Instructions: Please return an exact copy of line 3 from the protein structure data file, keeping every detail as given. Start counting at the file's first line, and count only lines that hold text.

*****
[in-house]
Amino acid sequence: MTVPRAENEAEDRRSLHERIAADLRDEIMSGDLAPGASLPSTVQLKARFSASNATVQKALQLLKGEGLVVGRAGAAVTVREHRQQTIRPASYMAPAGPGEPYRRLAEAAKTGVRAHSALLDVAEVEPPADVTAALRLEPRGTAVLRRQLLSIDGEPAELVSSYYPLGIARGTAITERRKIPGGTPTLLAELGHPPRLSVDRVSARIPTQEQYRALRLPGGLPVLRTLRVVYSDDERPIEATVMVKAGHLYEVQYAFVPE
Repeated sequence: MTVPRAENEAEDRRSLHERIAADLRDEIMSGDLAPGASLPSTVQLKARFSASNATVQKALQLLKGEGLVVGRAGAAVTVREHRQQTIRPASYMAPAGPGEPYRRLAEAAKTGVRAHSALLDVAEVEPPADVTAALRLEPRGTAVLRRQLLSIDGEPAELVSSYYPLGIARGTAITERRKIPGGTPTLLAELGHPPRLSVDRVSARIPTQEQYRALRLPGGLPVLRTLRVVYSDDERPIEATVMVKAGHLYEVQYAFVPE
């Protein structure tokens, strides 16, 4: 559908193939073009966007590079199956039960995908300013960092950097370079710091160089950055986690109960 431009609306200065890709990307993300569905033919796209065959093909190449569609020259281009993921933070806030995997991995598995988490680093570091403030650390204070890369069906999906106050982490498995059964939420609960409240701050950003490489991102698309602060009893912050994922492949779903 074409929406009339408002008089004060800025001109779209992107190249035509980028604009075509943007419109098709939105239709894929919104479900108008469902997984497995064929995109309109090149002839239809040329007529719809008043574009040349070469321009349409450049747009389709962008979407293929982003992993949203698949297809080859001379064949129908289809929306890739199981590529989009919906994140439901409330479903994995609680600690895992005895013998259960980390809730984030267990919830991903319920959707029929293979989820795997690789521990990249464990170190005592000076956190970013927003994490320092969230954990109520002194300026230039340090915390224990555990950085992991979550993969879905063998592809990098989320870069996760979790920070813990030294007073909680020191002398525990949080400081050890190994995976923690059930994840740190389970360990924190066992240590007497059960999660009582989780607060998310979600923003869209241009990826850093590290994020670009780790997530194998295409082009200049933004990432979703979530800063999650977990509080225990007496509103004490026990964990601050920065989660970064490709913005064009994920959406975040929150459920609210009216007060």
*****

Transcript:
Repeated sequence: MTVPRAENEAEDRRSLHERIAADLRDEIMSGDLAPGASLPSTVQLKARFSASNATVQKALQLLKGEGLVVGRAGAAVTVREHRQQTIRPASYMAPAGPGEPYRRLAEAAKTGVRAHSALLDVAEVEPPADVTAALRLEPRGTAVLRRQLLSIDGEPAELVSSYYPLGIARGTAITERRKIPGGTPTLLAELGHPPRLSVDRVSARIPTQEQYRALRLPGGLPVLRTLRVVYSDDERPIEATVMVKAGHLYEVQYAFVPE